Techniques can bring on drama, mystery to photographs


One of the most frequently asked questions in my digital photography classes at Walla Walla Community College is, “How can I make my pictures look better?”

Inherent in this question is not only, “how can I get my friends to look at my pictures, but also remember them.” This may seem a bit strange since every device we have today from iPhone, iPad, Point & Shoot, and DSLR all can take good pictures and can get seen around the world instantly.

Just stop and think about it, how many pictures can you remember from this morning’s Facebook or other social media scans?

One of the reasons that we have difficulty remembering many pictures today is the fact that the daily Facebook uploads are 300 million pictures which amounts to 3,000 pictures a second flying into our electronic devices.

With this kind of visual imagery bombarding us there is no doubt students are asking for better looking pictures to get attention!

So how can this be accomplished?

Several techniques can be applied to set yourself apart and add some drama and mystery:

The color red

I have several photographer friends who carry with them a red jacket, red piece of fruit, or a miniature item such as a toy just to add to their pictures, and in some cases it may be very subtle in the background, or it may be the main subject like a macro picture of a cherry.

The color red really stands out with the digital camera sensors and can quickly capture the eye’s attention.

Silhouette and reflective light

Try some reflective light, to add some drama, emotion, and even change moods.

Look around your home and find a window in a semi-darkened room and have a friend stand sideways to the camera and then take a picture.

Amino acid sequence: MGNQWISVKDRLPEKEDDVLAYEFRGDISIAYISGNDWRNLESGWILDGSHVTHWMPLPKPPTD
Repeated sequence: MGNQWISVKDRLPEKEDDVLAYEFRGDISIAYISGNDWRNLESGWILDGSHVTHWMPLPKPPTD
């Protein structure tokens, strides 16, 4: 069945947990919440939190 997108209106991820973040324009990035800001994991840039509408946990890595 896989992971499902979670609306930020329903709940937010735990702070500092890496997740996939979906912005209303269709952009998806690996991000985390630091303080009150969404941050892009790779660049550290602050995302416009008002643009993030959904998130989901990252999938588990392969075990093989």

The photo should look dark, and if it is not then change to angle of the picture and or scan your in camera custom settings to edit and pick the silhouette setting in the custom settings.

This technique will definitely work with your family or friends who will at least pause to try to identify the person who is now been silhouetted and may look a bit mysterious!

If you want the entire picture to be black and white find the monochrome setting on your camera!

The color blue and dramatic angles

Many of us take pictures of landscapes and recently I had a class photographing horses running in a pasture with clouds in the background.

Even though the horse was dramatic the picture could be enhanced with some mystery by lowering the angle of the camera thus intensifying the blue hues of the sky and drama of the clouds.

Macro and color

Why not surprise your friends and take a few macro, close-up, pictures?

I have found viewers occasionally like to be taken into a subject whether it be a slice of bread, a piece of fruit like a budding blueberry, or ripe red cherry.

To add drama and mystery to your photographs try some of these techniques this summer as many items I have mentioned are in you home and garden, and I am sure the viewers of the social media will remember your work at the end of the day!

Don Fleming teaches digital photography at Walla Walla Community College and can be reached at



campbell_rd says...

Great article, it's nice to see some friendly photo tips. Nicely categorized and thought provoking. I also use the rule of thirds almost without thinking. This means that the main center of attention is one third from the edge, both horizontally and vertically. I can't remember the last time I center and item in the frame.

Does anyone know of any local camera clubs? I'd be interested.

Posted 25 July 2013, 11:50 a.m. Suggest removal

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